This action, to recover for personal injuries resulting from an automobile collision, was tried at the same time with another, and they involved not merely complaints seeking recoveries by the plaintiffs, but also counterclaims seeking recoveries by the defendants. The two plaintiffs were riding in a car owned by the plaintiff Heslin but being driven by the plaintiff Fappiano, and the two defendants were riding in a car owned by the defendant Malone, but being driven by the defendant Kursuski. The plaintiffs claimed to have proved that the collision occurred under these circumstances: The car in which they were riding was proceeding southerly on Broad Street, in the town of Wallingford, at about thirty to thirty-five miles per hour, following about forty feet behind a Ford car going in the same direction; the defendants' car was coming northerly at the time at a high speed; it was not proceeding straight upon its right side of the street but was going in an irregular course from one side to the other; as it approached the Ford car it turned to the left, came in contact with the side of the Ford car, careened off and, with terrific force, struck the left side of the car in which the plaintiffs were riding, near the door and cowl light. The defendants claimed to have proved that the collision did not occur in this way, but that, as the front of the car in which they were riding was opposite the front of the Ford car, the plaintiffs' car, proceeding at a high speed, swung sharply out from behind the Ford, to its left side of the road, and though the driver of the defendants' car tried to avoid the collision by attempting to turn further to its right, the plaintiffs' car collided with the left front of the defendants' car. In the case before us the jury returned a verdict in favor of the plaintiff, and from the judgment entered on that verdict the defendants have appealed.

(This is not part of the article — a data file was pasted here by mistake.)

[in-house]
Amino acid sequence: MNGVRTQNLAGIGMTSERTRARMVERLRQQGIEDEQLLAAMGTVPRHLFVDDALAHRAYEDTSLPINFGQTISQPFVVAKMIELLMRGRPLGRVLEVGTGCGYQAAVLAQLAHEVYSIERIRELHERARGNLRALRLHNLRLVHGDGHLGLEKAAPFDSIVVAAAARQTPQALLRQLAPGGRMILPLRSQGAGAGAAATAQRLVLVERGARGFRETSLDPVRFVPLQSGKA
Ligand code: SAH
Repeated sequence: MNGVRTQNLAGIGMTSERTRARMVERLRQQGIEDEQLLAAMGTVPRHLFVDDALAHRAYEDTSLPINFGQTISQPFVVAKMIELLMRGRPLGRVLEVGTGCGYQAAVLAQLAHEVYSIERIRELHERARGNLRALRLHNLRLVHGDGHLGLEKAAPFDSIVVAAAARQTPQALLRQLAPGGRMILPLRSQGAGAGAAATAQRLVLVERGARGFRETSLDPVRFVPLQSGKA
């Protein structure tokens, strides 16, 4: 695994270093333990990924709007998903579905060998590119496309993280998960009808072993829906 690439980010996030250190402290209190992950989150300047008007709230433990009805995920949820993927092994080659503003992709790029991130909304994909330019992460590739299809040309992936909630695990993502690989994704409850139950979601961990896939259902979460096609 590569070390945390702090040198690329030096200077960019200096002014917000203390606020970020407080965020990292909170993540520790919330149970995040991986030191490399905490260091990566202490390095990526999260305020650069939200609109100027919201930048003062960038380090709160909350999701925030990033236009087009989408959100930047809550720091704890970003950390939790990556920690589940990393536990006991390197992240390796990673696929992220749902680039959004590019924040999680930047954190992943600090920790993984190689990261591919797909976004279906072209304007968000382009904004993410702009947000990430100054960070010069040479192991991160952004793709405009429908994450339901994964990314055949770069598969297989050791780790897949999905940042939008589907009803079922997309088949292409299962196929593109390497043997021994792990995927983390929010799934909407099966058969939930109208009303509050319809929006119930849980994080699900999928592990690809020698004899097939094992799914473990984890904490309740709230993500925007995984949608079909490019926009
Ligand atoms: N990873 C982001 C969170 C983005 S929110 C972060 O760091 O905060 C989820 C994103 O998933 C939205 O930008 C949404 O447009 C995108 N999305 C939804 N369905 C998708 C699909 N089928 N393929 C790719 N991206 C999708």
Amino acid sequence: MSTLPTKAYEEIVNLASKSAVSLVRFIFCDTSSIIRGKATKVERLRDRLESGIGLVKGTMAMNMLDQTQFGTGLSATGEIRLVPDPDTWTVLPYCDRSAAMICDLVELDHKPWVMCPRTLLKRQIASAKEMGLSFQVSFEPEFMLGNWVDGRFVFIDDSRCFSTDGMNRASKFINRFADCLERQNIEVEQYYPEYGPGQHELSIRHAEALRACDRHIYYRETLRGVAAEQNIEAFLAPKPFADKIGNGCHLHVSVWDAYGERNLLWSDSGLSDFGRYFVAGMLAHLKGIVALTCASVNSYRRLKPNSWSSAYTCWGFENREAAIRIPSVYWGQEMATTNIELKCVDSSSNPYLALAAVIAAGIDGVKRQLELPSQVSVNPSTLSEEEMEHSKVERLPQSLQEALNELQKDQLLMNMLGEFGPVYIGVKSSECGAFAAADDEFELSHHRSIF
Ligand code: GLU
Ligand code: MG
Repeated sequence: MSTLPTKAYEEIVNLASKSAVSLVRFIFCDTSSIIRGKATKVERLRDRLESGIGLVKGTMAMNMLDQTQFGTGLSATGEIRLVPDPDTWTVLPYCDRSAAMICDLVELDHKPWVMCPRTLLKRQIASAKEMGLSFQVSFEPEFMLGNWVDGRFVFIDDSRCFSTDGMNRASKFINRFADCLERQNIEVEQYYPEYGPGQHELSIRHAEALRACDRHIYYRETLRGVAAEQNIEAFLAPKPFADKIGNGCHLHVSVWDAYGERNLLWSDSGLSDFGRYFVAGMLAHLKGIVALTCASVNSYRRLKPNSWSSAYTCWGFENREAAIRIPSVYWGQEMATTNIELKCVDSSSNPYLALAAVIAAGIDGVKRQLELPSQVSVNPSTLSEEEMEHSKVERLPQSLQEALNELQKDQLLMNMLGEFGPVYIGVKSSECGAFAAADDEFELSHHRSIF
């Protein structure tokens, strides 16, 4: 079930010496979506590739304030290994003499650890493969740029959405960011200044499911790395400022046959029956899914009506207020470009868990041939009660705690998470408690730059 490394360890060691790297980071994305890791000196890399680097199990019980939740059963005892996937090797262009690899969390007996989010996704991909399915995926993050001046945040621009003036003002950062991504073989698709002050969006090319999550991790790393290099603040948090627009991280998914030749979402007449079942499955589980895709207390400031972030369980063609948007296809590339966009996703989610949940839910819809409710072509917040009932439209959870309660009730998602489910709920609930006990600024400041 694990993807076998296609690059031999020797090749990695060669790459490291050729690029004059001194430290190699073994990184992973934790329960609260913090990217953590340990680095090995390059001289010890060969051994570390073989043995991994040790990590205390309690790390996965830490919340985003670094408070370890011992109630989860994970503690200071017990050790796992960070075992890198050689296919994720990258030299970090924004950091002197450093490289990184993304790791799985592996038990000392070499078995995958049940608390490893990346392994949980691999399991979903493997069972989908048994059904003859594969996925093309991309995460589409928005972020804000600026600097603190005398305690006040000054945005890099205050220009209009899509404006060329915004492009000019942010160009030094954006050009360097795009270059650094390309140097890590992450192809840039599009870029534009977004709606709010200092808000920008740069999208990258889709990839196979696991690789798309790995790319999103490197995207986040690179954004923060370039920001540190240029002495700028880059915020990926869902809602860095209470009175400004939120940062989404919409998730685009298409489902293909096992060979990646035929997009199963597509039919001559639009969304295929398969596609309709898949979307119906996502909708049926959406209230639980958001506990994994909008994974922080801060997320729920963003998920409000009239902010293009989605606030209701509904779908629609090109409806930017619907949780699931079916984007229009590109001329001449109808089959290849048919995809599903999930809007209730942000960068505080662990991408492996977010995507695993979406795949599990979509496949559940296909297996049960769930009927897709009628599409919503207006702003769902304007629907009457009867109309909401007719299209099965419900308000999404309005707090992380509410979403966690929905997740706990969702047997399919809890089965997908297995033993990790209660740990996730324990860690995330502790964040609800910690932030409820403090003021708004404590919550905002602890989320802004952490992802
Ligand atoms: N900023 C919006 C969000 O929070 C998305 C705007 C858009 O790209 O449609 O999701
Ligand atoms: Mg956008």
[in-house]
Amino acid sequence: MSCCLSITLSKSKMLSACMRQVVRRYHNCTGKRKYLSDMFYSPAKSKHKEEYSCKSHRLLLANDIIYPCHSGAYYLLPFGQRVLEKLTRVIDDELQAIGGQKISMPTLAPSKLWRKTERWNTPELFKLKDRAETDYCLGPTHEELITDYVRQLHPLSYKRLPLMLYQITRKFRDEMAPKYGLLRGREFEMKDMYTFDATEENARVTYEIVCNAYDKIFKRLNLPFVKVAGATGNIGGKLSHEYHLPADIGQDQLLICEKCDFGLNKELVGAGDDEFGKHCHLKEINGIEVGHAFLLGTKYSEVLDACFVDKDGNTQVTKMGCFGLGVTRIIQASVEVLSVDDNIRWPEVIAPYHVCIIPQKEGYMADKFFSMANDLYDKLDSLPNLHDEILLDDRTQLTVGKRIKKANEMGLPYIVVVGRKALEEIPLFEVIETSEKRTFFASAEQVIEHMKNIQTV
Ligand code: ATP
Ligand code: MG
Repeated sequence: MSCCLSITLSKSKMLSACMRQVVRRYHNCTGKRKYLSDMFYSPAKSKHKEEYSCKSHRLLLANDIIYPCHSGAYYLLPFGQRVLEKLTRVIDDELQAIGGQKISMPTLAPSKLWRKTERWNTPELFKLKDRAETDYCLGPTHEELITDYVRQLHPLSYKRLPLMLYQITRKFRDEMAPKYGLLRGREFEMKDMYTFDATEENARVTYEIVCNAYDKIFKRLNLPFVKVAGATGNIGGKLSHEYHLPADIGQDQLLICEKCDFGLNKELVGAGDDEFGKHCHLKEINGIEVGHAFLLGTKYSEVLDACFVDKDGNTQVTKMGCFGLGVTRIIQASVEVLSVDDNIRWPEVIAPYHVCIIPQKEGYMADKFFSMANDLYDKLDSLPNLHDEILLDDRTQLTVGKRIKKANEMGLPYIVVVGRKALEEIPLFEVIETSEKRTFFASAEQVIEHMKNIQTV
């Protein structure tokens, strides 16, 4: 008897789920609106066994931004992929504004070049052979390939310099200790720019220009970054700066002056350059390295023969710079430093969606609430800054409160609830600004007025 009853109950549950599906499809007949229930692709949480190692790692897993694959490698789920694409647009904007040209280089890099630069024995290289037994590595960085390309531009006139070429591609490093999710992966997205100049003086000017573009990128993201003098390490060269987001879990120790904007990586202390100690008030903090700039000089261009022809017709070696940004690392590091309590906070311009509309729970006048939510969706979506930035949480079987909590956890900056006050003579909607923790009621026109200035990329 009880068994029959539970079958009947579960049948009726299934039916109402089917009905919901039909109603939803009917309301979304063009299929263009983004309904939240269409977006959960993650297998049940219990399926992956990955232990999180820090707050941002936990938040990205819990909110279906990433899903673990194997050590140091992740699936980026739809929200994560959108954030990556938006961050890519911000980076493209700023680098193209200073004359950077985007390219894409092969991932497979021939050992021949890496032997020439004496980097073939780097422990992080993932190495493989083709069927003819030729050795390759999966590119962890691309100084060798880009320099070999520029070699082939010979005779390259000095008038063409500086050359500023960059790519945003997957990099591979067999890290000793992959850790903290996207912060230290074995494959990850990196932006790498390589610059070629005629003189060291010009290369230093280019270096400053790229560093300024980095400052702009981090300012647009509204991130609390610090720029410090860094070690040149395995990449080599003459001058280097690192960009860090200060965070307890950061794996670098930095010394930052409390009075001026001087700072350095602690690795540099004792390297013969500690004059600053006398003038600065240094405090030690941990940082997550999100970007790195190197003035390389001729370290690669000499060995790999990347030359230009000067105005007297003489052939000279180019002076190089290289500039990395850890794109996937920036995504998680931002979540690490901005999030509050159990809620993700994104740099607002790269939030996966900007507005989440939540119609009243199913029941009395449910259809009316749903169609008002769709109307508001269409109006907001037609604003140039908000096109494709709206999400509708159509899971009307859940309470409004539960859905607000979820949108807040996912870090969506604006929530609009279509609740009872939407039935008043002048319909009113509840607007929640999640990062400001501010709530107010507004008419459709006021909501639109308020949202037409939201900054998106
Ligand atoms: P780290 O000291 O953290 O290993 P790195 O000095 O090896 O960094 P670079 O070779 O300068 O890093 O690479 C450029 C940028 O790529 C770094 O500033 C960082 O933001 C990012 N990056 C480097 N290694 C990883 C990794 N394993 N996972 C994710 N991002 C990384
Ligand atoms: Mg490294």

The defendants assign as error the failure of the trial court to give a charge in accordance with a request they filed, as to the right of the driver of the defendants' car to assume that the driver of the plaintiffs' car would obey the rules of the road and not attempt to pass the Ford car as they claimed he did; but there was nothing in the circumstances of the accident as claimed by either party which would make such a charge applicable, and there was no error in the failure of the trial court to grant the request. The defendants also assign as error the failure of the trial court to instruct the jury that the doctrine of the last clear chance was not applicable to the facts claimed to have been proved. The complaint alleged facts affording a basis for invoking the doctrine but did not refer to it as such and no claim was made as to it upon the trial. The trial court fully charged the jury as to the elements which must be established as a basis for a recovery by the plaintiff, without mentioning the doctrine, and we do not believe that the jury could have considered it. Any intelligent reference to it in the charge would have involved useless explanation, and the trial court adopted the correct and wise course in failing to refer to it.